Felix Mendelssohn and Schubert are both from the Romantic period and the weight from Beethoven was heavy. Those two Romantic composers added their own suffering to the genre. Mendelssohn after losing his sister and worn out from too much work in Leipzig and Franz Schubert in his string Quartet “The Death and The Maiden”.

He was marked by death in his third stadium of syphilis. His string quartet has “A heavenly length” as Schumann said, the melody in the second slow movement is based on a song he had written seven years earlier. The rest of the movements are very fast and listening you can imagine the personal suffering on leaving this world and losing everything only 31 years old.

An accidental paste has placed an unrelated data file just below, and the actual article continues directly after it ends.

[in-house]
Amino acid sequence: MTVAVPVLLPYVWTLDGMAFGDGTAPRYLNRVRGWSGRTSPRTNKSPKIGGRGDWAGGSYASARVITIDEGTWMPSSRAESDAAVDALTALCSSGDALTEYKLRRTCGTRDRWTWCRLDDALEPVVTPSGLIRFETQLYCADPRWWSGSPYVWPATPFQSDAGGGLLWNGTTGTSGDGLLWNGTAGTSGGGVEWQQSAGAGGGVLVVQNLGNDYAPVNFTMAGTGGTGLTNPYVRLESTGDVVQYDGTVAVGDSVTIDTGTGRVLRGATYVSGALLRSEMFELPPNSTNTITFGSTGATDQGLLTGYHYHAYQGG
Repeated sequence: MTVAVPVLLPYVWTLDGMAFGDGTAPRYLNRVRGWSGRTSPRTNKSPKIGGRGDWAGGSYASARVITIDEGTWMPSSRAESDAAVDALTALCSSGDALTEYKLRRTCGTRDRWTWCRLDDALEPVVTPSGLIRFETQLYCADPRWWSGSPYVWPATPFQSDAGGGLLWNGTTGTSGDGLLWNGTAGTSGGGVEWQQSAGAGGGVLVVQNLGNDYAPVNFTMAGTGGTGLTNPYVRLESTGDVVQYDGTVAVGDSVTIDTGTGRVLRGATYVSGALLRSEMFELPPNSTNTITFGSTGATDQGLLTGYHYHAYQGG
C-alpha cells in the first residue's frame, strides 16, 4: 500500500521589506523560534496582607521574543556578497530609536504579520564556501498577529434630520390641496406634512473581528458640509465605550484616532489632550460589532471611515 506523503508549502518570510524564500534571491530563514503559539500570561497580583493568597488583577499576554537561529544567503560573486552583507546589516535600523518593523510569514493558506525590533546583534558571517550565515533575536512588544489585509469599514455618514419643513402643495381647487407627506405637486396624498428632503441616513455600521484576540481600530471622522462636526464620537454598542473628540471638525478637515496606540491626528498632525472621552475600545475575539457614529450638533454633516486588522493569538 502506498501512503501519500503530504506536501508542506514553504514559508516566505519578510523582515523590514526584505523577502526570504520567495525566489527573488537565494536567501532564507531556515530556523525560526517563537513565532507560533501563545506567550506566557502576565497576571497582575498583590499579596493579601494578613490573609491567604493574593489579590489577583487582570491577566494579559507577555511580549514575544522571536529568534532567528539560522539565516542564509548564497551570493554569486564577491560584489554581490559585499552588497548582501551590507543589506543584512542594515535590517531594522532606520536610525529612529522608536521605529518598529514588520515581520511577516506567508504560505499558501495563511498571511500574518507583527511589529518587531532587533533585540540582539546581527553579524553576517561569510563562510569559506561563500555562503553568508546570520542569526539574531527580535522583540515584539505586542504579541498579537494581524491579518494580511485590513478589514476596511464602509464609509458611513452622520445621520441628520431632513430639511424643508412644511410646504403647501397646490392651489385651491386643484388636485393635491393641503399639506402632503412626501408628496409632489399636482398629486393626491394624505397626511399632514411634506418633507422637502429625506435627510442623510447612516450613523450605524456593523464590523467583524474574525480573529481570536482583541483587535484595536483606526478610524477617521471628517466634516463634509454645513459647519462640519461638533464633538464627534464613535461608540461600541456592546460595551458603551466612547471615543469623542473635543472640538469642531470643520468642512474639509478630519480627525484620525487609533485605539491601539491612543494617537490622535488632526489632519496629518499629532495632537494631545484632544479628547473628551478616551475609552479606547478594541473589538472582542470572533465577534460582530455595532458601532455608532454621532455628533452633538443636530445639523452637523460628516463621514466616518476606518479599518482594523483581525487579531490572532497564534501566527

The French Impressionists painters and the French Maurice Ravel and Debussy worked at the same time period.

The difference in  Debussy’s and Ravel’s music?

They have only created on string quartet each and these two string quartets have always been difficult for me to identify from each other. In the course we learnt that Debussy, the oldest of the two composers, had less structure and Ravel’s was the more classical. I have linked the two quartets from YouTube.

Both used the themes to come in a cyclic form and they used Spanish and Asian tone scales. Since my youth I have loved both composers and they sparked my interest in Classical music.


There are similarities in the last string quartets of Benjamin Britten and Dmitri Shostakovich as Benjamin Britten was dying and Dmitri Shostakovich was depressed while writing his string quartet # 8. Both left an enormous production of the finest music.